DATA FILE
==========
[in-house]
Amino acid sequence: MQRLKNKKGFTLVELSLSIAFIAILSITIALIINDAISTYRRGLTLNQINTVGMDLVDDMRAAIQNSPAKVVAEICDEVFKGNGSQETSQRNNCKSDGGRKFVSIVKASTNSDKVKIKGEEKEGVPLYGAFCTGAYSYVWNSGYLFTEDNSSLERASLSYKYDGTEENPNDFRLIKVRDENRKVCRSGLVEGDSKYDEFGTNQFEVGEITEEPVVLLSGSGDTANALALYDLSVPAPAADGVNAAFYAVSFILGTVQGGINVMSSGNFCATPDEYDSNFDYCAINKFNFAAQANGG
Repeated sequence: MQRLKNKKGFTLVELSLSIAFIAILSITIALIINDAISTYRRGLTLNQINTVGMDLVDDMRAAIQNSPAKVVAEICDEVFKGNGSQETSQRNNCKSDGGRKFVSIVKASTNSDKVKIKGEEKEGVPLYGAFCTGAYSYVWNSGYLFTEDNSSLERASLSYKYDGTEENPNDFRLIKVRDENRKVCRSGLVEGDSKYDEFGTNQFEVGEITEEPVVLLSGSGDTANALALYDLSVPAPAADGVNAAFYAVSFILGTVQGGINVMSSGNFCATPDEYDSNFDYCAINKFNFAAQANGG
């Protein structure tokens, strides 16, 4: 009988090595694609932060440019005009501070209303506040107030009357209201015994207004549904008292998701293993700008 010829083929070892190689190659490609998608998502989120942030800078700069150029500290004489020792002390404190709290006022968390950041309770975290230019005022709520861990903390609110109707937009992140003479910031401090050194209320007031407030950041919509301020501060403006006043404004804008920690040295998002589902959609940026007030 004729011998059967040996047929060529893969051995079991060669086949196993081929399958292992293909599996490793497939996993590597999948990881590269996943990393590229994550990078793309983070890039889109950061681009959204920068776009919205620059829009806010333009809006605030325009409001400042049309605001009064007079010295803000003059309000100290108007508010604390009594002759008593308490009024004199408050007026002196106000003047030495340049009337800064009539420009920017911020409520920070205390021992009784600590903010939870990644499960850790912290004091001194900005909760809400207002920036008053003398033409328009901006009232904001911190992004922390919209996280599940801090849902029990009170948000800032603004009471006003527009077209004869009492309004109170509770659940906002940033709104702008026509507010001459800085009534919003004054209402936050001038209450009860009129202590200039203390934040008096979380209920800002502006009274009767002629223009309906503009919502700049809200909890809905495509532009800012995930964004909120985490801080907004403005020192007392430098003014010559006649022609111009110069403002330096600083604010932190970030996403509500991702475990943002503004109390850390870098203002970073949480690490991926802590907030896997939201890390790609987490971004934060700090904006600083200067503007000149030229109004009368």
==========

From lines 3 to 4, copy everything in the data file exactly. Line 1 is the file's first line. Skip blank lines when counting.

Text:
Repeated sequence: MQRLKNKKGFTLVELSLSIAFIAILSITIALIINDAISTYRRGLTLNQINTVGMDLVDDMRAAIQNSPAKVVAEICDEVFKGNGSQETSQRNNCKSDGGRKFVSIVKASTNSDKVKIKGEEKEGVPLYGAFCTGAYSYVWNSGYLFTEDNSSLERASLSYKYDGTEENPNDFRLIKVRDENRKVCRSGLVEGDSKYDEFGTNQFEVGEITEEPVVLLSGSGDTANALALYDLSVPAPAADGVNAAFYAVSFILGTVQGGINVMSSGNFCATPDEYDSNFDYCAINKFNFAAQANGG
């Protein structure tokens, strides 16, 4: 009988090595694609932060440019005009501070209303506040107030009357209201015994207004549904008292998701293993700008 010829083929070892190689190659490609998608998502989120942030800078700069150029500290004489020792002390404190709290006022968390950041309770975290230019005022709520861990903390609110109707937009992140003479910031401090050194209320007031407030950041919509301020501060403006006043404004804008920690040295998002589902959609940026007030 004729011998059967040996047929060529893969051995079991060669086949196993081929399958292992293909599996490793497939996993590597999948990881590269996943990393590229994550990078793309983070890039889109950061681009959204920068776009919205620059829009806010333009809006605030325009409001400042049309605001009064007079010295803000003059309000100290108007508010604390009594002759008593308490009024004199408050007026002196106000003047030495340049009337800064009539420009920017911020409520920070205390021992009784600590903010939870990644499960850790912290004091001194900005909760809400207002920036008053003398033409328009901006009232904001911190992004922390919209996280599940801090849902029990009170948000800032603004009471006003527009077209004869009492309004109170509770659940906002940033709104702008026509507010001459800085009534919003004054209402936050001038209450009860009129202590200039203390934040008096979380209920800002502006009274009767002629223009309906503009919502700049809200909890809905495509532009800012995930964004909120985490801080907004403005020192007392430098003014010559006649022609111009110069403002330096600083604010932190970030996403509500991702475990943002503004109390850390870098203002970073949480690490991926802590907030896997939201890390790609987490971004934060700090904006600083200067503007000149030229109004009368």